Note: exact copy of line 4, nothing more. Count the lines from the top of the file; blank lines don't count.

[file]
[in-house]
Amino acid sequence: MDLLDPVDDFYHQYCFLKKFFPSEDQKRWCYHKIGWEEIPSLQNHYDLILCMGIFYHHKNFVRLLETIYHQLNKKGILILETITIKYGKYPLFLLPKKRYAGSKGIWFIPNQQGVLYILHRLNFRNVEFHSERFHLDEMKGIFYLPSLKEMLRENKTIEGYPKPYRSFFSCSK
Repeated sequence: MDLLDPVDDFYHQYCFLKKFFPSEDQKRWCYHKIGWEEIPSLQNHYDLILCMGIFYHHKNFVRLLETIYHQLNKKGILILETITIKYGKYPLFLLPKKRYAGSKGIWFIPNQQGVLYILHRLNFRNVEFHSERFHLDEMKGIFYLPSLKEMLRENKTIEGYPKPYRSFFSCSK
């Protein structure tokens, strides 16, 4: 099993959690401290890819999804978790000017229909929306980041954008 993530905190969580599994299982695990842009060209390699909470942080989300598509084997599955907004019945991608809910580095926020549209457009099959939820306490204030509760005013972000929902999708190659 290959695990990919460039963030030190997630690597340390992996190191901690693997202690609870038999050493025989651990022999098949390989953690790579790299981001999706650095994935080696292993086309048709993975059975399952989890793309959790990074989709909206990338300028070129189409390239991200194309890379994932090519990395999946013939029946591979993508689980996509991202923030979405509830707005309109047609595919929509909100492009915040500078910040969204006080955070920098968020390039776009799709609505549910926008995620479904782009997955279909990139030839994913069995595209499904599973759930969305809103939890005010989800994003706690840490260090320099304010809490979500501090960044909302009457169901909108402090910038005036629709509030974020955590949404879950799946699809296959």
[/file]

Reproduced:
């Protein structure tokens, strides 16, 4: 099993959690401290890819999804978790000017229909929306980041954008 993530905190969580599994299982695990842009060209390699909470942080989300598509084997599955907004019945991608809910580095926020549209457009099959939820306490204030509760005013972000929902999708190659 290959695990990919460039963030030190997630690597340390992996190191901690693997202690609870038999050493025989651990022999098949390989953690790579790299981001999706650095994935080696292993086309048709993975059975399952989890793309959790990074989709909206990338300028070129189409390239991200194309890379994932090519990395999946013939029946591979993508689980996509991202923030979405509830707005309109047609595919929509909100492009915040500078910040969204006080955070920098968020390039776009799709609505549910926008995620479904782009997955279909990139030839994913069995595209499904599973759930969305809103939890005010989800994003706690840490260090320099304010809490979500501090960044909302009457169901909108402090910038005036629709509030974020955590949404879950799946699809296959």